Court of Bitter Thorn by Kay L Moody – ⭐⭐⭐
For a faery tale that is pretty much exactly what you would expect, for fans of A Court of Thorns and Roses, for a story that’s more about the character and the plot than any romance
Faerie wasn’t supposed to be real. Tricked by a fae prince, Elora is stuck in the Faerie realm far from her young sisters who depend on her for survival. Under the terms of her bargain, she can’t go home to the mortal world until Prince Brannick becomes the next High King. Or until he’s taken out of the running… Sabotaging Brannick’s chance at the crown will be much faster than helping him win. The fae prince may be charming, powerful, and wickedly handsome, but that won’t stop Elora from selling his secrets to the highest bidder. By day, she uses her master sword skills to train the prince, while ignoring her growing attraction to him. By night, she conspires with a rival king in a nearby court whose plans could destroy half of Faerie. If she gets caught, Brannick will kill her. But what’s life without a little bit of danger?
I was delighted by how much I enjoyed Kay L Moody’s other series, The Elements of the Crown, so when I saw that she had published the first in a new series, I was ready to jump in. From the description, I expected it to be a fun read but probably not anything that would blow me away with originality, and that’s about what I got. The world of fae and strong human females who get pulled into the world is a very popular theme, so it’s hard to do anything new, but that doesn’t mean it can’t still be done well — and Moody certainly did!
The world building in the story is very well done. I loved getting bits and pieces about the rules of fae and the other courts that exist. Per usual, they follow the theme of each court being a different kind of terrain: an ocean court, a desert court, a forest court, and so on. And, as any good book about fae has, there is a curse on our court. This book shines in the small details around each element. While the framework is very familiar from other similar books, the touches like the rules Sprites follow and the enchanted seashell necklace are what set it apart. Where creativity is needed, we are given it in spades, and the sense of wonder is palpable. Elora is absolutely taken with the world of fae, and it’s hard not to be drawn into her awe.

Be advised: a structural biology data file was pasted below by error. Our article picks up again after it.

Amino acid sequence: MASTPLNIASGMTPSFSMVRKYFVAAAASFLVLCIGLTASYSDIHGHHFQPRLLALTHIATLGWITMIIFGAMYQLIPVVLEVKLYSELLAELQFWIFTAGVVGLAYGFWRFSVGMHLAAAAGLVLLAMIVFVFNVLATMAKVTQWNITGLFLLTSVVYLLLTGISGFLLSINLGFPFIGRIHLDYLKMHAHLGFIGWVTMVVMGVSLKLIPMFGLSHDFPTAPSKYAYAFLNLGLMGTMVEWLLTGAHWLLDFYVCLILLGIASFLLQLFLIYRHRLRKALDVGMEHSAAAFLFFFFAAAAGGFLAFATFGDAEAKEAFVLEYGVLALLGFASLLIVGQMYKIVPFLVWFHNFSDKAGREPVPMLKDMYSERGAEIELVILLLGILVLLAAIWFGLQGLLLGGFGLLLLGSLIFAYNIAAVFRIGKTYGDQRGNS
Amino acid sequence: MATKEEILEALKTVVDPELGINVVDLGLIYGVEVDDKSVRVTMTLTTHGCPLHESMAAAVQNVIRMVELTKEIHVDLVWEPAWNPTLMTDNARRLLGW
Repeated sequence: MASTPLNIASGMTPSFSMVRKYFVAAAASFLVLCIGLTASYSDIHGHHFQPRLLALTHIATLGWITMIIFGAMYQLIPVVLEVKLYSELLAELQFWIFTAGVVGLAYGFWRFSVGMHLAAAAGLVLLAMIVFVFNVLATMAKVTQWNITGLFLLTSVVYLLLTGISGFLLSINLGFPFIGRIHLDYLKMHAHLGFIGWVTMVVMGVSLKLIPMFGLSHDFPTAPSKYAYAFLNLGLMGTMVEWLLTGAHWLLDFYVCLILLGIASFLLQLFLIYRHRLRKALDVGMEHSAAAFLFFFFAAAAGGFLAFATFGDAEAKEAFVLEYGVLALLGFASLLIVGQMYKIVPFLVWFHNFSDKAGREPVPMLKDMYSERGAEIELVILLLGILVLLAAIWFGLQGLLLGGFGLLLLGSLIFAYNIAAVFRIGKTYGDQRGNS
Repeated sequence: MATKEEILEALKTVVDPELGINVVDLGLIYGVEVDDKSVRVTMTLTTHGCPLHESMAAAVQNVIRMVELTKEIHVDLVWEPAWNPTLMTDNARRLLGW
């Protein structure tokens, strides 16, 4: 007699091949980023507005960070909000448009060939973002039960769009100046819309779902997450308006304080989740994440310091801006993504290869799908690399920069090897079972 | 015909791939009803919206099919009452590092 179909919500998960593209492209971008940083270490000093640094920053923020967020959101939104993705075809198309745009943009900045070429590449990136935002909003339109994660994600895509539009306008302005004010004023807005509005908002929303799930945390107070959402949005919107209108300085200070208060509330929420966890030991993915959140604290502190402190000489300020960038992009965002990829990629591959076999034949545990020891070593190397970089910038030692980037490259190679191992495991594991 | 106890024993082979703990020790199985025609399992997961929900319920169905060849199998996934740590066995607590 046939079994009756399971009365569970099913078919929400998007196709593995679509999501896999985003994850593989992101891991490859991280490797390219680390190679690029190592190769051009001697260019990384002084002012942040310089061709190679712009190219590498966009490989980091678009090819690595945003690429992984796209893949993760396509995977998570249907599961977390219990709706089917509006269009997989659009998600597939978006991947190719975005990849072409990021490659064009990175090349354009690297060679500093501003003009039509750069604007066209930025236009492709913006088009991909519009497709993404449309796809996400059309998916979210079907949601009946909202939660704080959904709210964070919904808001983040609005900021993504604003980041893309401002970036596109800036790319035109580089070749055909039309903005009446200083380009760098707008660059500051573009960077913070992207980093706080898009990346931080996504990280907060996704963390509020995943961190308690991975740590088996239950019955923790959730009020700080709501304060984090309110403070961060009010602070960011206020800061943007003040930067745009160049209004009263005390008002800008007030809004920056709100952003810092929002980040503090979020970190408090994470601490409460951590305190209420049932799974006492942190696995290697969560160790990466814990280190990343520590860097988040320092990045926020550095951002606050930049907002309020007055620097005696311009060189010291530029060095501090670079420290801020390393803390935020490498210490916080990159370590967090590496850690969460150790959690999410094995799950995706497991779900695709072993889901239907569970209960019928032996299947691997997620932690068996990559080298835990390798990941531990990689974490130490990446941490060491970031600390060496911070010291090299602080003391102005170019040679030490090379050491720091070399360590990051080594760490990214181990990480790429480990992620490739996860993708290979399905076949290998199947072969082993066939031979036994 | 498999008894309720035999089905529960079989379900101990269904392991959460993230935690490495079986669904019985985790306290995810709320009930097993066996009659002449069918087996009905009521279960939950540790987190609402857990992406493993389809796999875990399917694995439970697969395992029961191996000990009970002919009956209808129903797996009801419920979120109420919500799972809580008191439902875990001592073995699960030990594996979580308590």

However, some large elements felt like they got less attention. For example, early on Elora is given wings. WINGS. And for like 65% of the book, we never see them again. They’re hardly mentioned, until they come in real handy in a pinch. I had to resist rolling my eyes at that point… and kind of failed. Similarly, the “romance” element was rushed into the last portion of the book and felt so abrupt as to be unbelievable and kind of weird. It felt like it was added as a requirement, rather than as an integral part of the story.
This book is the start of a series, and it’s best to remember that while reading it. It takes some time for a plot to really develop, and the majority of the book is world building and learning about the fae. If read as a standalone, it could be quite slow at best. When thought of as an introduction to the continuing story, though — well, let’s just say I’m eagerly awaiting the next book to be released next year!
Thanks to Booksirens and Marten Press for a free copy in exchange for an honest review!
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